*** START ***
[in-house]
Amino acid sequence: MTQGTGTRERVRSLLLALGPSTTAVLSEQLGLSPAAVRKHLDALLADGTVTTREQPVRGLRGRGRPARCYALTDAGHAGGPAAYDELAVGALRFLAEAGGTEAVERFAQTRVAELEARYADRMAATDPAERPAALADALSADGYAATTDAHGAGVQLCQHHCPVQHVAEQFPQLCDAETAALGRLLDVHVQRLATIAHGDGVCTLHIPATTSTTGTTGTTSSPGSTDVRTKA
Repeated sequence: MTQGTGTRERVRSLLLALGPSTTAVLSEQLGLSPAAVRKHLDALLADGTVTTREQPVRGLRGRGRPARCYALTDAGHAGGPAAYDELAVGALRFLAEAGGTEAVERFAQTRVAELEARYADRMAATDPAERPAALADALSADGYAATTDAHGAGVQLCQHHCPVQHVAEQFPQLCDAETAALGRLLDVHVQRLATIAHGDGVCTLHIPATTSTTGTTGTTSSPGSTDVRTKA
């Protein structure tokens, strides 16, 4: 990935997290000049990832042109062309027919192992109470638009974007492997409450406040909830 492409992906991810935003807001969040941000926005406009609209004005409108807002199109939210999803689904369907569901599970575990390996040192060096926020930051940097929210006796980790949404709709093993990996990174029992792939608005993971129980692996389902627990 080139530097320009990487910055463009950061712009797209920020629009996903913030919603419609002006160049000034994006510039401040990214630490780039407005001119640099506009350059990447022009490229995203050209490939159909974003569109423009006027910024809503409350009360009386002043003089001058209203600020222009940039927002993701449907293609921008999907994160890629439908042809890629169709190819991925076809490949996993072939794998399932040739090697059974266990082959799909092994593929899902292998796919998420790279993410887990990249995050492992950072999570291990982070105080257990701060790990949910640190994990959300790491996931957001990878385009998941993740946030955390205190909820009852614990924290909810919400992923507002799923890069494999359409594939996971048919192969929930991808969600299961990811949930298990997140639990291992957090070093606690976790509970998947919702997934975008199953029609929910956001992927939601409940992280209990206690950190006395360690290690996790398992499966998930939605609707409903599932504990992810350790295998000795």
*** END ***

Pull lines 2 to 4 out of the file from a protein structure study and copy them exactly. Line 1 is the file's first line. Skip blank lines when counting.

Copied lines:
Amino acid sequence: MTQGTGTRERVRSLLLALGPSTTAVLSEQLGLSPAAVRKHLDALLADGTVTTREQPVRGLRGRGRPARCYALTDAGHAGGPAAYDELAVGALRFLAEAGGTEAVERFAQTRVAELEARYADRMAATDPAERPAALADALSADGYAATTDAHGAGVQLCQHHCPVQHVAEQFPQLCDAETAALGRLLDVHVQRLATIAHGDGVCTLHIPATTSTTGTTGTTSSPGSTDVRTKA
Repeated sequence: MTQGTGTRERVRSLLLALGPSTTAVLSEQLGLSPAAVRKHLDALLADGTVTTREQPVRGLRGRGRPARCYALTDAGHAGGPAAYDELAVGALRFLAEAGGTEAVERFAQTRVAELEARYADRMAATDPAERPAALADALSADGYAATTDAHGAGVQLCQHHCPVQHVAEQFPQLCDAETAALGRLLDVHVQRLATIAHGDGVCTLHIPATTSTTGTTGTTSSPGSTDVRTKA
């Protein structure tokens, strides 16, 4: 990935997290000049990832042109062309027919192992109470638009974007492997409450406040909830 492409992906991810935003807001969040941000926005406009609209004005409108807002199109939210999803689904369907569901599970575990390996040192060096926020930051940097929210006796980790949404709709093993990996990174029992792939608005993971129980692996389902627990 080139530097320009990487910055463009950061712009797209920020629009996903913030919603419609002006160049000034994006510039401040990214630490780039407005001119640099506009350059990447022009490229995203050209490939159909974003569109423009006027910024809503409350009360009386002043003089001058209203600020222009940039927002993701449907293609921008999907994160890629439908042809890629169709190819991925076809490949996993072939794998399932040739090697059974266990082959799909092994593929899902292998796919998420790279993410887990990249995050492992950072999570291990982070105080257990701060790990949910640190994990959300790491996931957001990878385009998941993740946030955390205190909820009852614990924290909810919400992923507002799923890069494999359409594939996971048919192969929930991808969600299961990811949930298990997140639990291992957090070093606690976790509970998947919702997934975008199953029609929910956001992927939601409940992280209990206690950190006395360690290690996790398992499966998930939605609707409903599932504990992810350790295998000795």